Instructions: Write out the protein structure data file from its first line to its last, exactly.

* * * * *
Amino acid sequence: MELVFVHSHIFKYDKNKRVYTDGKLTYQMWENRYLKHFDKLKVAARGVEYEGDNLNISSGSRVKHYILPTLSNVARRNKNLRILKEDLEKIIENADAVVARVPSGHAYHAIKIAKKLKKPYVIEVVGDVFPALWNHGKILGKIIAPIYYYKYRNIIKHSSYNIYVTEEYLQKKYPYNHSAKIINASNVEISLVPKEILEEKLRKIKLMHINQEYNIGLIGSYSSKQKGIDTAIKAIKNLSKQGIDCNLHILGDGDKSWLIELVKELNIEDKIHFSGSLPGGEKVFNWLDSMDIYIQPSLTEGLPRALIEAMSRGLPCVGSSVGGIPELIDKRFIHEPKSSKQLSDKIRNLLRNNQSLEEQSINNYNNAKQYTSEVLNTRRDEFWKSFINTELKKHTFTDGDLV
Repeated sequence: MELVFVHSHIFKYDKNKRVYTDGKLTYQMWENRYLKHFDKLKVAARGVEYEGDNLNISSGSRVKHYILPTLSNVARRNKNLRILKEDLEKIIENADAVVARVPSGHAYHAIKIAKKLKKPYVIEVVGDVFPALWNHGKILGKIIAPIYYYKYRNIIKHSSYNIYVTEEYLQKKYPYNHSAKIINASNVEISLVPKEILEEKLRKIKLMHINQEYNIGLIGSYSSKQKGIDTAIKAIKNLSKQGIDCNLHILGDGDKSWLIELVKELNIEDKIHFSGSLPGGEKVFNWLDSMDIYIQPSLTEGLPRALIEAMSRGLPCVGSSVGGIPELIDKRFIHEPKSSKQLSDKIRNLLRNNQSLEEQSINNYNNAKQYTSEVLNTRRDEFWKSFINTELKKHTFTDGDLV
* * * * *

Amino acid sequence: MELVFVHSHIFKYDKNKRVYTDGKLTYQMWENRYLKHFDKLKVAARGVEYEGDNLNISSGSRVKHYILPTLSNVARRNKNLRILKEDLEKIIENADAVVARVPSGHAYHAIKIAKKLKKPYVIEVVGDVFPALWNHGKILGKIIAPIYYYKYRNIIKHSSYNIYVTEEYLQKKYPYNHSAKIINASNVEISLVPKEILEEKLRKIKLMHINQEYNIGLIGSYSSKQKGIDTAIKAIKNLSKQGIDCNLHILGDGDKSWLIELVKELNIEDKIHFSGSLPGGEKVFNWLDSMDIYIQPSLTEGLPRALIEAMSRGLPCVGSSVGGIPELIDKRFIHEPKSSKQLSDKIRNLLRNNQSLEEQSINNYNNAKQYTSEVLNTRRDEFWKSFINTELKKHTFTDGDLV
Repeated sequence: MELVFVHSHIFKYDKNKRVYTDGKLTYQMWENRYLKHFDKLKVAARGVEYEGDNLNISSGSRVKHYILPTLSNVARRNKNLRILKEDLEKIIENADAVVARVPSGHAYHAIKIAKKLKKPYVIEVVGDVFPALWNHGKILGKIIAPIYYYKYRNIIKHSSYNIYVTEEYLQKKYPYNHSAKIINASNVEISLVPKEILEEKLRKIKLMHINQEYNIGLIGSYSSKQKGIDTAIKAIKNLSKQGIDCNLHILGDGDKSWLIELVKELNIEDKIHFSGSLPGGEKVFNWLDSMDIYIQPSLTEGLPRALIEAMSRGLPCVGSSVGGIPELIDKRFIHEPKSSKQLSDKIRNLLRNNQSLEEQSINNYNNAKQYTSEVLNTRRDEFWKSFINTELKKHTFTDGDLV